Distraction Free Writing Gnu StyleWritten by Bunkers on February 23, 2017
Yesterday I wrote about my plan to form habits from writing on this blog as well as working on my list of things to make this year. As a result I did two things:
- Signed up to Jeff Goins' 500 Word Challenge
- Geeked out creating an environment and workflow for doing some focused writing
I'm not sure what to expect from the challenge. There's writing prompts sent each day. These will be useful as inspiration for ideas, but I'm starting by documenting the process I took to setup my writing environment.
As an aside, I've also been getting up at 5am each morning. I'll probably write more about that another time, but this morning I was almost excited to get out of bed. Generally it hasn't felt too much like a chore to get up and start work early, but today was noticeably different. It comes from having worked on something interesting yesterday. It created some excitement in me to start using it. I know you should never concentrate on the tools when doing something like this, but in this instance it served a great purpose. It got me fired up to start the writing challenge, and fulfilled my goal of working on making something each day.
Turning to the Dark Side
For a long time my main text editor has been Vim, and I still use it extensively, especially when configuring servers. Recently however, I did the unthinkable. I've been learning to program with Clojure (a dialect of Lisp) and the dominant editor for Lisp developers is Emacs. After wrangling with Vim for a while I just couldn't get a setup I liked. Where I work the main message is to try different things to see what happens, so I took the plunge and switched to Emacs!
To begin with I was just using it as a development environment for Clojure, but I've now started using it as the default for any kind of text editing. The virtues of writing in a distraction free environment gets talked about all the time. Most recently I heard Jeff Goins talk about how he uses Byword for it's simplicity and Markdown support. There's even a move to get back to using typewriter-like tools such as Freewrite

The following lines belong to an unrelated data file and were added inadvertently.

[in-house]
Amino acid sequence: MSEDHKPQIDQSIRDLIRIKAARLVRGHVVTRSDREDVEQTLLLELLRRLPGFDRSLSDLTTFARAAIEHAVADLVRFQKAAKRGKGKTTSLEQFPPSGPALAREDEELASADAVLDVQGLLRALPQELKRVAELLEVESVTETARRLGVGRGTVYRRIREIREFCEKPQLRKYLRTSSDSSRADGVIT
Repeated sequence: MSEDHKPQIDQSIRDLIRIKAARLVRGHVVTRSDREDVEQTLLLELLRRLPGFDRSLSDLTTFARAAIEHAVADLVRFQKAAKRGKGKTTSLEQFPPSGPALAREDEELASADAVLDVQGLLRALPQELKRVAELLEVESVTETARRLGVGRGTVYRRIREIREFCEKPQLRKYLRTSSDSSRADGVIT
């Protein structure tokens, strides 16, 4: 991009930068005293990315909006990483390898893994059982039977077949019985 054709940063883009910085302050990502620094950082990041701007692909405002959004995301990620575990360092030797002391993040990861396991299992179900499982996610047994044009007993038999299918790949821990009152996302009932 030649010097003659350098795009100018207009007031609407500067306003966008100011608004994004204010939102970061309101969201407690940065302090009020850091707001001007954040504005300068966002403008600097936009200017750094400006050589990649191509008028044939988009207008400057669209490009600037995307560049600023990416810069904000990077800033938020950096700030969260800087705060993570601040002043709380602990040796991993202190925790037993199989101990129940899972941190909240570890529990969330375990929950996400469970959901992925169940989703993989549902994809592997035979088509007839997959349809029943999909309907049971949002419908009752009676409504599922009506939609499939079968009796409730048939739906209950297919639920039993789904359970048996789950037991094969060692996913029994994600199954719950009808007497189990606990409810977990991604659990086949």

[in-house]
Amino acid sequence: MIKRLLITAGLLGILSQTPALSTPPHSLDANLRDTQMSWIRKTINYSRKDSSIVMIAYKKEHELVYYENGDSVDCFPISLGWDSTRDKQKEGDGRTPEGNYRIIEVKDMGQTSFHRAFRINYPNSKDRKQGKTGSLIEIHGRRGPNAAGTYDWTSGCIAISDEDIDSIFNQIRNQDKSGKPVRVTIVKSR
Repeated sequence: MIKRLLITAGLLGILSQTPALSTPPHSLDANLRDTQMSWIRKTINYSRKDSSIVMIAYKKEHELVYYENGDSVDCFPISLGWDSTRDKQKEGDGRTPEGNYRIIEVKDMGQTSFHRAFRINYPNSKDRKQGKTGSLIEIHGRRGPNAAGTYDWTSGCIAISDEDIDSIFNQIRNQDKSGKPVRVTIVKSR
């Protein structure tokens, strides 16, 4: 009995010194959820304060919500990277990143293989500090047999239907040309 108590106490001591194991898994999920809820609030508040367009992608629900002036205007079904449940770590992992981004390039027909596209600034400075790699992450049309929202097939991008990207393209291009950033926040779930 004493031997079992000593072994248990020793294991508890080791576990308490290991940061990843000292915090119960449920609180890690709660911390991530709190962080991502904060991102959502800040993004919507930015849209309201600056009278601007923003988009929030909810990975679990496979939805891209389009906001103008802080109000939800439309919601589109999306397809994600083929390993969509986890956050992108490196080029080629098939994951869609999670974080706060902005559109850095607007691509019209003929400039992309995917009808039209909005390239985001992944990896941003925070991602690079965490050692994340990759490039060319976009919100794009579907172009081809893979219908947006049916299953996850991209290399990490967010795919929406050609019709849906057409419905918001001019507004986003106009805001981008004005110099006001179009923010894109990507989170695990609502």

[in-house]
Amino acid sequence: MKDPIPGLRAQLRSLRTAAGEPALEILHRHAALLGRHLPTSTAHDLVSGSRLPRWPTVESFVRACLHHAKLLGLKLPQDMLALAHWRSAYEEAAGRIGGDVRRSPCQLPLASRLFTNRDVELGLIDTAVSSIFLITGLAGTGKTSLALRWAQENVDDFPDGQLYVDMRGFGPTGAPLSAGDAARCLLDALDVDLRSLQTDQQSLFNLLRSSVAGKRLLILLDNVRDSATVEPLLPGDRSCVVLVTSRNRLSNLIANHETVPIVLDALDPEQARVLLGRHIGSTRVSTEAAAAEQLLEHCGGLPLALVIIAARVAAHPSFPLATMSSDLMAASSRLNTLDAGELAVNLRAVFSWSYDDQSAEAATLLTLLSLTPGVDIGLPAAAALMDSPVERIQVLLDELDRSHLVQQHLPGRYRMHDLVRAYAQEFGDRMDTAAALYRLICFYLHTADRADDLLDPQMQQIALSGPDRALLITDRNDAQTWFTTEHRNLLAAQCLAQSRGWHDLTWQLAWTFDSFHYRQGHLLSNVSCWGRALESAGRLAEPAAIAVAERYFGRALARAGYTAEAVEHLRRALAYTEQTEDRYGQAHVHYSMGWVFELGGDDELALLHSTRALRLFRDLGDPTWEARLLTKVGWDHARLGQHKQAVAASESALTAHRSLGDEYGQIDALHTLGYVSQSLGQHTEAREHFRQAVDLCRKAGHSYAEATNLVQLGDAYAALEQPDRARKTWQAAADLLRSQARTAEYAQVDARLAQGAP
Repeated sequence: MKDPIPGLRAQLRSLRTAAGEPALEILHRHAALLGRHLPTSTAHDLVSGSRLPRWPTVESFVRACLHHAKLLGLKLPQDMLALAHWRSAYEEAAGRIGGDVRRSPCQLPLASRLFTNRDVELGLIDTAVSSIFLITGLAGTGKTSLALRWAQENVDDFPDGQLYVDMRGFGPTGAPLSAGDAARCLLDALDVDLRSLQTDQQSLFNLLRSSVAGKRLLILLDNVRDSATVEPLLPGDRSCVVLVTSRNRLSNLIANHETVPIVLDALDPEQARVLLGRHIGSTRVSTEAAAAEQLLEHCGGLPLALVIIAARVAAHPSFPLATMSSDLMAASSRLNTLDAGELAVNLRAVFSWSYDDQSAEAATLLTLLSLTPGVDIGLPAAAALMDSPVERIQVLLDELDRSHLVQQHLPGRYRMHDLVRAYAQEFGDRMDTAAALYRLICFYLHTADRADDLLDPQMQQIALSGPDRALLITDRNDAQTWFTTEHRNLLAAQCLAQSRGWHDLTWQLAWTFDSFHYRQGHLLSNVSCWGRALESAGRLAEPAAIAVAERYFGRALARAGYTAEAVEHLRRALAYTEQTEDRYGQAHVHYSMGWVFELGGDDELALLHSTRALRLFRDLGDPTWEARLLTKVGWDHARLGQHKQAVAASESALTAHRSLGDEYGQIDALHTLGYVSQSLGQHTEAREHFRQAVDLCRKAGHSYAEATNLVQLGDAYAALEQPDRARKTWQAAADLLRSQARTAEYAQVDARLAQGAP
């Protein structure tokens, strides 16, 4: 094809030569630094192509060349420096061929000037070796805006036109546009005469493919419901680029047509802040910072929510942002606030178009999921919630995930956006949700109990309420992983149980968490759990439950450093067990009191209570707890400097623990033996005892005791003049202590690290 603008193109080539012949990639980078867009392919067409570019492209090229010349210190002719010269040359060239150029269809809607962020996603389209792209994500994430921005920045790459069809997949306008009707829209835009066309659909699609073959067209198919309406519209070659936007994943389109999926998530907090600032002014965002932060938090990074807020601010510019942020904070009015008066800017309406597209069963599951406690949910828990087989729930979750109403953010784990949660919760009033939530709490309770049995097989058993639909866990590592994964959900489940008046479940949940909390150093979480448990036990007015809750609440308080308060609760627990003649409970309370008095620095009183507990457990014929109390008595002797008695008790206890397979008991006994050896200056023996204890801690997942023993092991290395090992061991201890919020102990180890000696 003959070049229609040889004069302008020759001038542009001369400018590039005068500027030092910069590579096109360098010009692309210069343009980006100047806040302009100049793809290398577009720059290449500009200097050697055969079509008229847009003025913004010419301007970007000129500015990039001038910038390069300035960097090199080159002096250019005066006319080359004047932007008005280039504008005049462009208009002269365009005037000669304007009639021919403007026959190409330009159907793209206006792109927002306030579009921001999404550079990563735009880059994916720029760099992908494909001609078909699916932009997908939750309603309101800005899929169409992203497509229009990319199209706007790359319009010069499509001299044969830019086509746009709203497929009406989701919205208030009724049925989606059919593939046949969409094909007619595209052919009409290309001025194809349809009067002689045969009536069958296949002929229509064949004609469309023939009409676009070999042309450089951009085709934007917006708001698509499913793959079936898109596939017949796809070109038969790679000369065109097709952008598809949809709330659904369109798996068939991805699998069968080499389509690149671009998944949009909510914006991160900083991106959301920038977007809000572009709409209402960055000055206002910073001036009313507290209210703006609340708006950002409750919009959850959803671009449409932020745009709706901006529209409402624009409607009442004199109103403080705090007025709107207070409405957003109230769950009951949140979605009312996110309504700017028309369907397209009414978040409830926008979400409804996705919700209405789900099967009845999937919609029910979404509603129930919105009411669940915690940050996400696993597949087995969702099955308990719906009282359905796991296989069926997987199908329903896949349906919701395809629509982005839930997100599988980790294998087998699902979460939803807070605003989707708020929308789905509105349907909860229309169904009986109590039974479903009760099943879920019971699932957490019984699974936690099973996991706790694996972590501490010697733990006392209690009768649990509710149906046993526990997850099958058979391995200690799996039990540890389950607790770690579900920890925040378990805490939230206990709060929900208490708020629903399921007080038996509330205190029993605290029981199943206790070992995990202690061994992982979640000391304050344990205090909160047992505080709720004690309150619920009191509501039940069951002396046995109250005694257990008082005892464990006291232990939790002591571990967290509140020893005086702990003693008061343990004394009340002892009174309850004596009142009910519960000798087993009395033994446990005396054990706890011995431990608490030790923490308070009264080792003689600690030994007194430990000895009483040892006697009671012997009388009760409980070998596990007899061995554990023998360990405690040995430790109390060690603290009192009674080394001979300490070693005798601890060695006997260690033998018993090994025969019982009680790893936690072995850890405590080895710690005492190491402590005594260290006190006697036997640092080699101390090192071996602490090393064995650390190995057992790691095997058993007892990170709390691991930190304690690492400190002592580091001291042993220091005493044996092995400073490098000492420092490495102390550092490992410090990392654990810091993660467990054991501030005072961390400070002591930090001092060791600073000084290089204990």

It made me think that a text editor like Emacs provides as close to a distraction free environment as you can get. As I'm using it for all my other text editing, why not set it up for writing these blog posts?
Anyone using Emacs quickly ends up customising it. There's a well established ecosystem of packages to do everything you can imagine with it. A search online will normally bring up other snippets of code that allow you to tweak settings like keybindings, and really bend Emacs to your will.
If you're following along and haven't already, setup Melpa for Emacs package requirements. You simply put in a package name as a requirement and the next time Emacs starts it will download the new package and make it available.
Before I start yet another Vim flame war. I'm not saying Vim can or can't do anything Emacs does. I still love Vim and toy with the idea of swapping back, or turning on Evil mode in Emacs, from time to time. They're both great editors, and that's the end of it in my view!
So, the requirements I had for setting up Emacs were:
- Support for Markdown - both syntax highlighting and previewing
- Text wrapping - Markdown uses line breaks to denote paragraphs, so it would be good to have long lines formatted by wrapping but without inserting any line breaks.
- Spellchecking - A must, especially when writing at 5am
- Grammar/writing style check - I'm trying to apply the rules from Hemingway App, and wanted something similar in my editor without having to copy and paste to the website
As I said the Emacs ecosystem is enormous and there's a number of ways to fulfil theses requirements, but these are the solutions I've used.
Support for Markdown
As a plain text editor, having support for Markdown means I can add a small amount of structure as I go without getting distracted by formatting toolbars or other presentation options. I have also come across Org mode, but decided that was a new thing too far! I may come back to it later.
The two packages I'm using for Markdown are
markdown-preview-mode. Both of these are reliant on a Markdown command being available for processing on your machine. I'm on a Mac so I use Homebrew for installation of tools like these. My Markdown tool is
multimarkdown installed via Homebrew with the command:
brew install multimarkdown
To set this as the markdown command in Emacs a variable is set in your
(setq markdown-command "multimarkdown")